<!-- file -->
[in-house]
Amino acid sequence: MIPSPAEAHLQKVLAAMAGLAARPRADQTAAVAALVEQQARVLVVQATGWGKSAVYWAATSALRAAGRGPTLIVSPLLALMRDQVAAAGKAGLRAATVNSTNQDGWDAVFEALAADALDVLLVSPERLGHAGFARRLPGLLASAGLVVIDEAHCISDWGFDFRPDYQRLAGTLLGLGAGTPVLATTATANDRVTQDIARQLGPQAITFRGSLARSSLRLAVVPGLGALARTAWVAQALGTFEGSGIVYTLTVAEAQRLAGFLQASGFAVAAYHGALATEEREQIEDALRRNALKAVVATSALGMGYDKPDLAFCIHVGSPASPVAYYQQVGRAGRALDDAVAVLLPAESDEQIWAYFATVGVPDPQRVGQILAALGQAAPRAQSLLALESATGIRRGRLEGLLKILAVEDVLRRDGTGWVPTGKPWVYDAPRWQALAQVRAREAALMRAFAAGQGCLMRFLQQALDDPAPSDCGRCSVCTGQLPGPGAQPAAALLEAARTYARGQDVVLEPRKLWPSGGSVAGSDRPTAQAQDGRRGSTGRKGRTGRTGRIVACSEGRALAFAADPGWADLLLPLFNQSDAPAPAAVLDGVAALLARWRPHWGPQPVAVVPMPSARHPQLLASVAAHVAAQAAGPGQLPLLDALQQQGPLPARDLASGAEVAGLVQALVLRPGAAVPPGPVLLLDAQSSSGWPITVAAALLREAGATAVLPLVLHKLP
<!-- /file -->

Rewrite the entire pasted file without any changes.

[in-house]
Amino acid sequence: MIPSPAEAHLQKVLAAMAGLAARPRADQTAAVAALVEQQARVLVVQATGWGKSAVYWAATSALRAAGRGPTLIVSPLLALMRDQVAAAGKAGLRAATVNSTNQDGWDAVFEALAADALDVLLVSPERLGHAGFARRLPGLLASAGLVVIDEAHCISDWGFDFRPDYQRLAGTLLGLGAGTPVLATTATANDRVTQDIARQLGPQAITFRGSLARSSLRLAVVPGLGALARTAWVAQALGTFEGSGIVYTLTVAEAQRLAGFLQASGFAVAAYHGALATEEREQIEDALRRNALKAVVATSALGMGYDKPDLAFCIHVGSPASPVAYYQQVGRAGRALDDAVAVLLPAESDEQIWAYFATVGVPDPQRVGQILAALGQAAPRAQSLLALESATGIRRGRLEGLLKILAVEDVLRRDGTGWVPTGKPWVYDAPRWQALAQVRAREAALMRAFAAGQGCLMRFLQQALDDPAPSDCGRCSVCTGQLPGPGAQPAAALLEAARTYARGQDVVLEPRKLWPSGGSVAGSDRPTAQAQDGRRGSTGRKGRTGRTGRIVACSEGRALAFAADPGWADLLLPLFNQSDAPAPAAVLDGVAALLARWRPHWGPQPVAVVPMPSARHPQLLASVAAHVAAQAAGPGQLPLLDALQQQGPLPARDLASGAEVAGLVQALVLRPGAAVPPGPVLLLDAQSSSGWPITVAAALLREAGATAVLPLVLHKLP